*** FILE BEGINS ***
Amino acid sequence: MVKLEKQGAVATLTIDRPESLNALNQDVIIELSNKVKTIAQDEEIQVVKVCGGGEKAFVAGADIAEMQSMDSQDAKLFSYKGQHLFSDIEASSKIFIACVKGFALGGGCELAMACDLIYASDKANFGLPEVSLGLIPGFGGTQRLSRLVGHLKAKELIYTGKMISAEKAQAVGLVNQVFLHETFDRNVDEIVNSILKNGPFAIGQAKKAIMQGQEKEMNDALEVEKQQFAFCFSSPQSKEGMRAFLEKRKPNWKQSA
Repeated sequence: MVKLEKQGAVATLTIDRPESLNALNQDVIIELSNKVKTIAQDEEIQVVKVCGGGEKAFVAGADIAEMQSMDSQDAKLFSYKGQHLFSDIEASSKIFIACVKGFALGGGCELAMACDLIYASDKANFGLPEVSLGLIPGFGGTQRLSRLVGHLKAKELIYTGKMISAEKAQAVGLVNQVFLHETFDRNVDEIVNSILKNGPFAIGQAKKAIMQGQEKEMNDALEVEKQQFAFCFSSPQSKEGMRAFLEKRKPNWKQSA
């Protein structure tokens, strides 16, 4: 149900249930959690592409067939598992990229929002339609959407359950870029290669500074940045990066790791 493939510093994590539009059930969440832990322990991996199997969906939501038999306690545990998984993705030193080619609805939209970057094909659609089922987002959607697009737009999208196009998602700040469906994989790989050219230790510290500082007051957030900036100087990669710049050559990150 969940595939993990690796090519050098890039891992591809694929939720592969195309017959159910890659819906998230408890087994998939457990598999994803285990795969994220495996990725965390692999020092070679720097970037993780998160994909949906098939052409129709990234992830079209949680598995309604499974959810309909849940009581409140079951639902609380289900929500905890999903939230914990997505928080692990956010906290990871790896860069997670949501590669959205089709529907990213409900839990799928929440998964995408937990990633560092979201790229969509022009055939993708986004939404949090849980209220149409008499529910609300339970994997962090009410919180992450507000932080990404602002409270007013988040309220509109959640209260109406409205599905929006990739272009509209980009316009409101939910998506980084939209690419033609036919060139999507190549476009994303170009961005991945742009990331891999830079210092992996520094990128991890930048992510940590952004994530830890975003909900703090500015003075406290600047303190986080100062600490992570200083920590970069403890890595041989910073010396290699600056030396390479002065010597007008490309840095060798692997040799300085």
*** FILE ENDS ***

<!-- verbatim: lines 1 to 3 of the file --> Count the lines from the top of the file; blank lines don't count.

Amino acid sequence: MVKLEKQGAVATLTIDRPESLNALNQDVIIELSNKVKTIAQDEEIQVVKVCGGGEKAFVAGADIAEMQSMDSQDAKLFSYKGQHLFSDIEASSKIFIACVKGFALGGGCELAMACDLIYASDKANFGLPEVSLGLIPGFGGTQRLSRLVGHLKAKELIYTGKMISAEKAQAVGLVNQVFLHETFDRNVDEIVNSILKNGPFAIGQAKKAIMQGQEKEMNDALEVEKQQFAFCFSSPQSKEGMRAFLEKRKPNWKQSA
Repeated sequence: MVKLEKQGAVATLTIDRPESLNALNQDVIIELSNKVKTIAQDEEIQVVKVCGGGEKAFVAGADIAEMQSMDSQDAKLFSYKGQHLFSDIEASSKIFIACVKGFALGGGCELAMACDLIYASDKANFGLPEVSLGLIPGFGGTQRLSRLVGHLKAKELIYTGKMISAEKAQAVGLVNQVFLHETFDRNVDEIVNSILKNGPFAIGQAKKAIMQGQEKEMNDALEVEKQQFAFCFSSPQSKEGMRAFLEKRKPNWKQSA
């Protein structure tokens, strides 16, 4: 149900249930959690592409067939598992990229929002339609959407359950870029290669500074940045990066790791 493939510093994590539009059930969440832990322990991996199997969906939501038999306690545990998984993705030193080619609805939209970057094909659609089922987002959607697009737009999208196009998602700040469906994989790989050219230790510290500082007051957030900036100087990669710049050559990150 969940595939993990690796090519050098890039891992591809694929939720592969195309017959159910890659819906998230408890087994998939457990598999994803285990795969994220495996990725965390692999020092070679720097970037993780998160994909949906098939052409129709990234992830079209949680598995309604499974959810309909849940009581409140079951639902609380289900929500905890999903939230914990997505928080692990956010906290990871790896860069997670949501590669959205089709529907990213409900839990799928929440998964995408937990990633560092979201790229969509022009055939993708986004939404949090849980209220149409008499529910609300339970994997962090009410919180992450507000932080990404602002409270007013988040309220509109959640209260109406409205599905929006990739272009509209980009316009409101939910998506980084939209690419033609036919060139999507190549476009994303170009961005991945742009990331891999830079210092992996520094990128991890930048992510940590952004994530830890975003909900703090500015003075406290600047303190986080100062600490992570200083920590970069403890890595041989910073010396290699600056030396390479002065010597007008490309840095060798692997040799300085």